3rd September 2019
Fiction, Alternate History
Like most royal families, the Washingtons have an heir and a spare. Each child knows exactly what is expected of them. But these aren’t just any royals. They’re American.
As Princess Beatrice gets closer to becoming America’s first queen regnant, the duty she has embraced her entire life suddenly feels stifling. Nobody cares about the spare except when she’s breaking rules, so Samantha doesn’t care much about anything, either… except the one boy that’s off limits.Then there’s Samantha’s twin, Prince Jefferson. If he’d been born a generation earlier, he would have stood first in line for the throne, but the new laws of succession make him third. Most of America adores their handsome prince… but two very different girls are vying to capture his heart.
New York Times bestselling author Katherine McGee imagines an alternate version of the modern world, one where the glittering age of monarchies has not yet faded- and where love is still powerful enough to change the course of history.
I want to start off this review by telling you all that this is not my usual read. I wanted to read something some sort of light-hearted love story for Valentine’s Day and this was recommended to me. I read the blurb, and wasn’t really sold on it.. the promises of love triangle after love triangle didn’t appeal to me, but after reading lots of glittering reviews, I decided to give it a try.
American Royals is set in an alternate version of reality, one in which George Washington became Americas king, and not president. There isn’t much a of plot to the book. Instead, it is driven by the characters.. Who are they? What do they want from life? How will they achieve their goals?
Unfortunately, the character motivation felt a little bit too predictable. Beatrice, the future queen who is struggling to come to terms with all that is expected of her. Samantha, the second daughter, who knows she is ‘the spare’, feels it deep down, and resents it. Both girls would prefer the life the other leads, but lack of communication leads to them misunderstanding each other. And then there is the youngest; handsome Prince Jefferson, who has plenty of girls vying for his love.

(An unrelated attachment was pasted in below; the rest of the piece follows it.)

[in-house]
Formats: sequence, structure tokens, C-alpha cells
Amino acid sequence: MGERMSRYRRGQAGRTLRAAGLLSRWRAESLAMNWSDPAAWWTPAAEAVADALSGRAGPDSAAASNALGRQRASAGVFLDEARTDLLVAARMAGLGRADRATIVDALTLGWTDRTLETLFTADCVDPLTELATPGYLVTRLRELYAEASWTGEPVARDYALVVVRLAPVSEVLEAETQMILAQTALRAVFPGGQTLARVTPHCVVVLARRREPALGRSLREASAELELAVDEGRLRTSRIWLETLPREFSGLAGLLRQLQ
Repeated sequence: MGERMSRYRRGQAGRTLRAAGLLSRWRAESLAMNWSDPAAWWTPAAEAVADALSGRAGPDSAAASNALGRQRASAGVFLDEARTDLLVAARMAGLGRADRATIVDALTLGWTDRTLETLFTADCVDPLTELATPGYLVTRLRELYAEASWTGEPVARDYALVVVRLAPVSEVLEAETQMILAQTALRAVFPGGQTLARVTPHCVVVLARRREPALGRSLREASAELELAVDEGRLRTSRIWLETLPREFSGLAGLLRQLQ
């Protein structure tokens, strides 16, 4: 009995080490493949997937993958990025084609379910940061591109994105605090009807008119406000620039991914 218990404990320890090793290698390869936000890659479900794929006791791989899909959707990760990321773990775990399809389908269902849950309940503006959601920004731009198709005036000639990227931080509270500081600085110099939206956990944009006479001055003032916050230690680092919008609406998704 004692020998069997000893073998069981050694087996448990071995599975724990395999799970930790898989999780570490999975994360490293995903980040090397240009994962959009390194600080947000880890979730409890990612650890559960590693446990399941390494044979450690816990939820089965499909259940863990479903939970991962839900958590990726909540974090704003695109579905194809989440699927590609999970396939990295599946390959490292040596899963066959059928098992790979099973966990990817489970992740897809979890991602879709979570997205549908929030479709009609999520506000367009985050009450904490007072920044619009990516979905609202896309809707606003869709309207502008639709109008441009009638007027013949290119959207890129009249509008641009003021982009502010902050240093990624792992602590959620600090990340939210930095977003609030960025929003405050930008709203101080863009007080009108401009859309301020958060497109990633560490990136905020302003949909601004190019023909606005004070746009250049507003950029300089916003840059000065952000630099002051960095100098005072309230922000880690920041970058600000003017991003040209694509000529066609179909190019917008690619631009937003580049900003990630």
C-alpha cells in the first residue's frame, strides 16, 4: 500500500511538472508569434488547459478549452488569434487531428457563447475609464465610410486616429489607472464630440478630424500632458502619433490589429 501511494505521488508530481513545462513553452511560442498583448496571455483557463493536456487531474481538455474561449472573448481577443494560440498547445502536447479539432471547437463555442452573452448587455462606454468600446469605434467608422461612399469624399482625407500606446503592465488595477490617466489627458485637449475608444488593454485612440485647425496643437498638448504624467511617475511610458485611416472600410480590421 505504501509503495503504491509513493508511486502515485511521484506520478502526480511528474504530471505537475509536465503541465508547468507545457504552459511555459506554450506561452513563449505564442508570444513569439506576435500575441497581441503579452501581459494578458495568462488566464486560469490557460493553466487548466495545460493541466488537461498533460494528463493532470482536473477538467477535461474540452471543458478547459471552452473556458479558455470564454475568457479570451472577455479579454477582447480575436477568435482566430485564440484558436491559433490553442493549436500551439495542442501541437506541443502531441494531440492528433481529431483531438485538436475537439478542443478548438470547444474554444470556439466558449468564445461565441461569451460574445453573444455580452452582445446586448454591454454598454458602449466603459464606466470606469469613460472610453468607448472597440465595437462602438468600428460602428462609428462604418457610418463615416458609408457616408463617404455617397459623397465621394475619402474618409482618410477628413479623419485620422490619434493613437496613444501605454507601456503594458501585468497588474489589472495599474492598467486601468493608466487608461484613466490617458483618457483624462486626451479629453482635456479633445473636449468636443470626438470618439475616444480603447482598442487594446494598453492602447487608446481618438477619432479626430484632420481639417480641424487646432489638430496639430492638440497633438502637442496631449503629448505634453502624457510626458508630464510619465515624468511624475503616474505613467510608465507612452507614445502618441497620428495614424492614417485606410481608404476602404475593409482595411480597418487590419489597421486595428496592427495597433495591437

Ok, so I know it makes sense that each character would feel the way they do. They suit their roles and personalities exactly how you’d imagine. But, I think that’s the problem.. if I can imagine it, then it’s not new and it’s not exciting. I want to read about people who don’t do everything the reader expects them to do. Obviously, their motivations still need to make sense, but I just needed more from them. It all felt a little bit obvious. A little boring. Lacklustre. And for a character driven book with minimal plot.. it’s a problem.
The story plays out much in the way you’d expect it to in the real world. In my opinion, this was the only way it could have ended, anything else would have been unrealistic. But, just because it was the right thing to do, doesn’t mean it was good. The last few pages in particular were, well, annoying. The characters, who have all grown and matured throughout the story, all end up reverting back to their old selves. And then we end on a cliffhanger. Yes, it sets us up for the next book, but at the cost of the first book having any sort of satisfying ending.
I gave it 3 stars. It’s not bad enough for anything below that. It has a good premise and the writing flows nicely. It was somewhat entertaining throughout, but it just had no sparks and no magic. For me, it fell flat. I won’t be reading the sequel.